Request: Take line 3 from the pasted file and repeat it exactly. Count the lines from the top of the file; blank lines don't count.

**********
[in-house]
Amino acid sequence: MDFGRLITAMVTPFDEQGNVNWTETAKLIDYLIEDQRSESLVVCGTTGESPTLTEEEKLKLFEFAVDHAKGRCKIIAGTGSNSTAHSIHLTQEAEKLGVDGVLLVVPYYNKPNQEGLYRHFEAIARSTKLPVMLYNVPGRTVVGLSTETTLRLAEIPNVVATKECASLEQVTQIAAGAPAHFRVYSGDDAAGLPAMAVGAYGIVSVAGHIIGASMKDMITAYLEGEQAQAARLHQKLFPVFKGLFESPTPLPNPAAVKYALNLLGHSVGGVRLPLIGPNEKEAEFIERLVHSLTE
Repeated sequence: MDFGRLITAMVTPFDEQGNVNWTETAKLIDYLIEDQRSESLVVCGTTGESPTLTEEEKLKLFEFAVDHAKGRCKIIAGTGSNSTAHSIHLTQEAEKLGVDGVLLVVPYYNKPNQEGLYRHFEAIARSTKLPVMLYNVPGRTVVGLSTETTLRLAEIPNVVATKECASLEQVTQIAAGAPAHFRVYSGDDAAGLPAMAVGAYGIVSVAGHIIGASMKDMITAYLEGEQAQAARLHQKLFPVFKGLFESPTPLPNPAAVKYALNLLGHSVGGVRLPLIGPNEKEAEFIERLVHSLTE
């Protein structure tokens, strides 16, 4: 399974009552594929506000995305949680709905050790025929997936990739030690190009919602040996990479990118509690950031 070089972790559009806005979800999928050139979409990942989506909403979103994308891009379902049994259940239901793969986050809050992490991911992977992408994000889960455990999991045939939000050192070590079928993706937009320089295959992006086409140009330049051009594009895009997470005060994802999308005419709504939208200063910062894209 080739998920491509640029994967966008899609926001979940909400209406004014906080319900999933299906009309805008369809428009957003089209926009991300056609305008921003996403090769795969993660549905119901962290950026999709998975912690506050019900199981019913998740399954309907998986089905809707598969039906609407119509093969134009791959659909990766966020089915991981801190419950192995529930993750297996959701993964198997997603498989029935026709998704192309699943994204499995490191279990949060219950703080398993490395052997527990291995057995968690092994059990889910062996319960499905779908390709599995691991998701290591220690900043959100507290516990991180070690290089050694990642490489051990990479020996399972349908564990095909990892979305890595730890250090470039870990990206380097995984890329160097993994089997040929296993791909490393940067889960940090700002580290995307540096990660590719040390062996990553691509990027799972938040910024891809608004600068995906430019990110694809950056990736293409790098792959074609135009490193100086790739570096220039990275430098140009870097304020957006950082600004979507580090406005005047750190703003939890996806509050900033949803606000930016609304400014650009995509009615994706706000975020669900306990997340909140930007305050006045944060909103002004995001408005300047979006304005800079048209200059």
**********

Repeated sequence: MDFGRLITAMVTPFDEQGNVNWTETAKLIDYLIEDQRSESLVVCGTTGESPTLTEEEKLKLFEFAVDHAKGRCKIIAGTGSNSTAHSIHLTQEAEKLGVDGVLLVVPYYNKPNQEGLYRHFEAIARSTKLPVMLYNVPGRTVVGLSTETTLRLAEIPNVVATKECASLEQVTQIAAGAPAHFRVYSGDDAAGLPAMAVGAYGIVSVAGHIIGASMKDMITAYLEGEQAQAARLHQKLFPVFKGLFESPTPLPNPAAVKYALNLLGHSVGGVRLPLIGPNEKEAEFIERLVHSLTE